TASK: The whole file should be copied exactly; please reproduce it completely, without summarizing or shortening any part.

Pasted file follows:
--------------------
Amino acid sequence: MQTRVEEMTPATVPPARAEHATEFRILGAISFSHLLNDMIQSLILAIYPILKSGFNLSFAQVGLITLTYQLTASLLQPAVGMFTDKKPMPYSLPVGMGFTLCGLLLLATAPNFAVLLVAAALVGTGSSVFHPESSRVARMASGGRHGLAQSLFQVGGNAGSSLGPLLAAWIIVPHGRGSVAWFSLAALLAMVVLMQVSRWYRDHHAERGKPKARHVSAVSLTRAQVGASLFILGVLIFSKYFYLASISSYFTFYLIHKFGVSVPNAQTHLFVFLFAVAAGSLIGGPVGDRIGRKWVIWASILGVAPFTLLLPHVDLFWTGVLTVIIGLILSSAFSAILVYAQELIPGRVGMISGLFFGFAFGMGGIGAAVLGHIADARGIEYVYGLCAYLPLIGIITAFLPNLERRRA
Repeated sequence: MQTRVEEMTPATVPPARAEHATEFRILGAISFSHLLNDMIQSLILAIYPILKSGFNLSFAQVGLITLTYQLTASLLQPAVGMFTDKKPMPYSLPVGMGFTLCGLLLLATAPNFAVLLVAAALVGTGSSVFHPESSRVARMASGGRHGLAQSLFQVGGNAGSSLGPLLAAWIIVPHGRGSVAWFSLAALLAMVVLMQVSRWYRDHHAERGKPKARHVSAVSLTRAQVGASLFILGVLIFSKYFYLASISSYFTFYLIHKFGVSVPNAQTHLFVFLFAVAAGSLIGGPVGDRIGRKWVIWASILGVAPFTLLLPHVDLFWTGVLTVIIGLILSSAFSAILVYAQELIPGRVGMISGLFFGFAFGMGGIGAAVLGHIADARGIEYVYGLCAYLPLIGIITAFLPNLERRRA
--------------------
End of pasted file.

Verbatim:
Amino acid sequence: MQTRVEEMTPATVPPARAEHATEFRILGAISFSHLLNDMIQSLILAIYPILKSGFNLSFAQVGLITLTYQLTASLLQPAVGMFTDKKPMPYSLPVGMGFTLCGLLLLATAPNFAVLLVAAALVGTGSSVFHPESSRVARMASGGRHGLAQSLFQVGGNAGSSLGPLLAAWIIVPHGRGSVAWFSLAALLAMVVLMQVSRWYRDHHAERGKPKARHVSAVSLTRAQVGASLFILGVLIFSKYFYLASISSYFTFYLIHKFGVSVPNAQTHLFVFLFAVAAGSLIGGPVGDRIGRKWVIWASILGVAPFTLLLPHVDLFWTGVLTVIIGLILSSAFSAILVYAQELIPGRVGMISGLFFGFAFGMGGIGAAVLGHIADARGIEYVYGLCAYLPLIGIITAFLPNLERRRA
Repeated sequence: MQTRVEEMTPATVPPARAEHATEFRILGAISFSHLLNDMIQSLILAIYPILKSGFNLSFAQVGLITLTYQLTASLLQPAVGMFTDKKPMPYSLPVGMGFTLCGLLLLATAPNFAVLLVAAALVGTGSSVFHPESSRVARMASGGRHGLAQSLFQVGGNAGSSLGPLLAAWIIVPHGRGSVAWFSLAALLAMVVLMQVSRWYRDHHAERGKPKARHVSAVSLTRAQVGASLFILGVLIFSKYFYLASISSYFTFYLIHKFGVSVPNAQTHLFVFLFAVAAGSLIGGPVGDRIGRKWVIWASILGVAPFTLLLPHVDLFWTGVLTVIIGLILSSAFSAILVYAQELIPGRVGMISGLFFGFAFGMGGIGAAVLGHIADARGIEYVYGLCAYLPLIGIITAFLPNLERRRA